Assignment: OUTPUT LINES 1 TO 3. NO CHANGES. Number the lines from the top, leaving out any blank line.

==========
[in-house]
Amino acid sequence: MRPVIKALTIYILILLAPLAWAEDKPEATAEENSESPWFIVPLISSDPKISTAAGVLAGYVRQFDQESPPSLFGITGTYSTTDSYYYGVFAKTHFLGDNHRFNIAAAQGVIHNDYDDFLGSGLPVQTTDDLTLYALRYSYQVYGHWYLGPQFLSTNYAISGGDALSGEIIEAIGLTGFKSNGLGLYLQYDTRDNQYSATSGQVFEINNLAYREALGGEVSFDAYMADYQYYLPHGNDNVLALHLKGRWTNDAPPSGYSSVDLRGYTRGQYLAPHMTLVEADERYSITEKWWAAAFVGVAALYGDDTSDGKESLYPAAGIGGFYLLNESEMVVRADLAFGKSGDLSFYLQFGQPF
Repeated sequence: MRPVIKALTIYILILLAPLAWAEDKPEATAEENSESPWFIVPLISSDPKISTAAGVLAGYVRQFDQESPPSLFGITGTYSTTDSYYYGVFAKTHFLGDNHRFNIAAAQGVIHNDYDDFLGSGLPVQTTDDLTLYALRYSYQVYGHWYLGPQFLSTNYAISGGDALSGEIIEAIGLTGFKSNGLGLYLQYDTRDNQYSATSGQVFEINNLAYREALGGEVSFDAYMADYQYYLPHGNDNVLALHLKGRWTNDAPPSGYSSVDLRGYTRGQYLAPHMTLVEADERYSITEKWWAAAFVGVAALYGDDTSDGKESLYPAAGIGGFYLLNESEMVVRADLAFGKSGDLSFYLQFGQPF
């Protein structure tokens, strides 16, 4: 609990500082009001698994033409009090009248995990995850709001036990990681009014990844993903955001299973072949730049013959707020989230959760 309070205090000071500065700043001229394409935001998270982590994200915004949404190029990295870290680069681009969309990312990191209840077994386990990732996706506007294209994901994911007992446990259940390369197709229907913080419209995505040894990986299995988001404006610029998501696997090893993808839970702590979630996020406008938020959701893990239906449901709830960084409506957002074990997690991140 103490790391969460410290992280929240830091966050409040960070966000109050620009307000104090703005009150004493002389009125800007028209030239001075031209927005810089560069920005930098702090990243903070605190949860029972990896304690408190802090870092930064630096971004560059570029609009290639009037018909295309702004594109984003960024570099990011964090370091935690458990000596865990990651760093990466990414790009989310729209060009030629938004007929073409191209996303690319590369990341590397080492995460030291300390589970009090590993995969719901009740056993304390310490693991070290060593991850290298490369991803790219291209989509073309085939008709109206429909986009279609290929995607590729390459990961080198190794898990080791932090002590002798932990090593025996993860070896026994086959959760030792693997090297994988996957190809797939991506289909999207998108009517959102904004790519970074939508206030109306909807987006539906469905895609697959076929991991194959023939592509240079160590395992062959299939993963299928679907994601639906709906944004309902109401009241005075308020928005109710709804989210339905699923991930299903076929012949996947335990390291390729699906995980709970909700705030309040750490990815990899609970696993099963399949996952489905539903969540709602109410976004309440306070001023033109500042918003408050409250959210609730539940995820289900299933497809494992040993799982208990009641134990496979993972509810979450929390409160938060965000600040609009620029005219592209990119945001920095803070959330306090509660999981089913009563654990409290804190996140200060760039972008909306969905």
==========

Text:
[in-house]
Amino acid sequence: MRPVIKALTIYILILLAPLAWAEDKPEATAEENSESPWFIVPLISSDPKISTAAGVLAGYVRQFDQESPPSLFGITGTYSTTDSYYYGVFAKTHFLGDNHRFNIAAAQGVIHNDYDDFLGSGLPVQTTDDLTLYALRYSYQVYGHWYLGPQFLSTNYAISGGDALSGEIIEAIGLTGFKSNGLGLYLQYDTRDNQYSATSGQVFEINNLAYREALGGEVSFDAYMADYQYYLPHGNDNVLALHLKGRWTNDAPPSGYSSVDLRGYTRGQYLAPHMTLVEADERYSITEKWWAAAFVGVAALYGDDTSDGKESLYPAAGIGGFYLLNESEMVVRADLAFGKSGDLSFYLQFGQPF
Repeated sequence: MRPVIKALTIYILILLAPLAWAEDKPEATAEENSESPWFIVPLISSDPKISTAAGVLAGYVRQFDQESPPSLFGITGTYSTTDSYYYGVFAKTHFLGDNHRFNIAAAQGVIHNDYDDFLGSGLPVQTTDDLTLYALRYSYQVYGHWYLGPQFLSTNYAISGGDALSGEIIEAIGLTGFKSNGLGLYLQYDTRDNQYSATSGQVFEINNLAYREALGGEVSFDAYMADYQYYLPHGNDNVLALHLKGRWTNDAPPSGYSSVDLRGYTRGQYLAPHMTLVEADERYSITEKWWAAAFVGVAALYGDDTSDGKESLYPAAGIGGFYLLNESEMVVRADLAFGKSGDLSFYLQFGQPF